Looking for a mind-blowing bargain in Washington D.C.? How do 19 free museums and galleries sound? The Smithsonian Institution’s huge, amazing family of museums and galleries dishes up the deal of a lifetime. Branches of the Smithsonian pepper the city — there’s one in NYC too — but you can check out most of them right on the National Mall, where one short walk serves up Lindbergh’s Spirit of St. Louis airplane, watercolors by the famous artist Winslow Homer, a life-changing look at African-American culture, and powerful Native American art — all free of charge.
Along with the National Gallery of Art (a separate federally-funded museum), the Smithsonian’s 19 branches deliver a rich, world-class mash-up of arts and culture and a mother-lode of human-made wonders that few cities around the globe can match.
In a crazy twist, the Smithsonian is named after the British scientist James Smithson, who never set foot in D.C. during his lifetime (1765-1829). It turns out that Smithson’s last will and testament gave his estate to a nephew with the condition that the big bucks go to “the United States of America, to found at Washington, under the name of the Smithsonian Institution, an establishment for the increase of and diffusion of knowledge” if the heir died without heirs of his own.
The Red Castle
The original Smithsonian Institution was in a red Gothic-style castle that still stands to this day. You can’t miss the red sandstone castle, now the Smithsonian Visitor Center, with all its pointy steeples and towers. Swing by there first to pick the brains of experts on the Smithsonian, grab maps and other guide info, and plan your day (or two) at Smithsonian sites that will knock your socks off.
The Air and Space Museum, with its shiny steeple-like tower in front, houses thousands of flight artifacts, including a moon rock you can touch and historic aircraft and spacecraft — some dangling from the ceiling like they’re flying. The headliners are Charles Lindbergh’s Spirit of St. Louis; the 1903 Wright Flyer, which Wilbur Wright flew 120 feet in 12 seconds in Kitty Hawk, North Carolina; and the Apollo 11 Command Module, which carried three astronauts into orbit around the moon during the first historic moon landing in 1969. You can also check out the planetarium and the IMAX theater here.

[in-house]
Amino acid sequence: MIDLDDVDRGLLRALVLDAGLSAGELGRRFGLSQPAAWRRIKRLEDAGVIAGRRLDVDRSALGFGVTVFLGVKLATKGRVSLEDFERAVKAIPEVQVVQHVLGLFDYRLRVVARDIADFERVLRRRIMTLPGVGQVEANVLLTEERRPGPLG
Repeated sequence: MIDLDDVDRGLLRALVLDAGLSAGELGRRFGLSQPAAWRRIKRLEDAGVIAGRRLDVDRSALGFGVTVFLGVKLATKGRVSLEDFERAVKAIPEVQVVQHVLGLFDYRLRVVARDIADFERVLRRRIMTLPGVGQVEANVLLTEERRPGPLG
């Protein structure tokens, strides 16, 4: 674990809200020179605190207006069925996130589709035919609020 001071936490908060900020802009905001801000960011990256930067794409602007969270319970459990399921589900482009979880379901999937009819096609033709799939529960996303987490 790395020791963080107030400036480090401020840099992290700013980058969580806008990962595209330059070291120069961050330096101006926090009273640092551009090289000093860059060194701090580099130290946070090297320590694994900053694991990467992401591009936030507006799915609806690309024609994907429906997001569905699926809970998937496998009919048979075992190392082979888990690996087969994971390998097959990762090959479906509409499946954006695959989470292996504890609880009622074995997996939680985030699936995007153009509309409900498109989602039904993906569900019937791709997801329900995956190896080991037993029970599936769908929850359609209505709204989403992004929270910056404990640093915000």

The museum’s sister facility, the Udvar-Hazy Center in Chantilly, Virginia, boasts an even bigger collection of flying machines in a pair of hangars near Dulles International Airport.
Egyptian Mummies and the Hope Diamond
The National Museum of Natural History is bigger than 18 football fields, billing itself as the “largest natural history collection in the world.” Hit exhibits have included The Story of Our Planet, Dinosaurs in America, The Origins of Life on Earth, and Life in the Oceans as well as crowd favorites like Egyptian mummies and the Hope Diamond.
To see portraits of big-name historic figures, including every U.S. POTUS and every First Lady, book it to the National Portrait Gallery. Most of the presidential portraits are oil-on-canvas, but there are also marble busts, lithos, pen-and-ink drawings, and a cast of Abraham Lincoln’s massive hands. Special exhibits zero in on famous folk, like American poet Sylvia Plath and 19th-century photographer Mathew Brady.
It’s also a great place to soak up nice weather and grab a bite to eat. The outdoor Courtyard Café next to the National Portrait Gallery serves up dishes with a Mediterranean twist and tasty desserts, like cheesecake and bread pudding.
From Tierra del Fuego to the Arctic Circle
The National Museum of the American Indian is packed with a huge treasure trove of artifacts, historic records, and artwork dating back 12,000 years and covering cultures from Tierra del Fuego to the Arctic Circle. It even includes a gigantic photo collection, with 324,000 images. Housed in a cool, curvy stucco building, the museum plans exhibitions together with tribes and American Indian communities to reflect the diverse spirit of Native America.
Stop by the Mitsitam Café inside the museum for to dig into different types of Native American dishes. Bison chili and fry bread from the Great Plains are some of the in-demand eats that get raves.
The Hirshhorn Museum and Sculpture Garden is a top modern art museum, with a permanent set of works by famous artists like Edward Hopper, Ed Ruscha, Joan Miro, Willem de Kooning, and many others. Don’t miss the sunken sculpture garden’s eye-catching works by Alberto Giacometti, Auguste Rodin, Alexander Calder, and Yoko Ono.
Louis’ Trumpet and Michael’s Fedora
Opened in September 2016, the National Museum of African American History and Culture is the newest branch of the Smithsonian. It tracks African-American history and culture mostly through all kinds of historic artifacts, plus items from everyday life. Displays include Louis Armstrong’s trumpet, a segregation-era railway car, and Michael Jackson’s hat. The museum is wildly popular, so it’s a good idea to book tickets in advance.
Whether you pick a two-hour walk-through or a two-day tour that dives deep, share your Smithsonian experience with us on Instagram.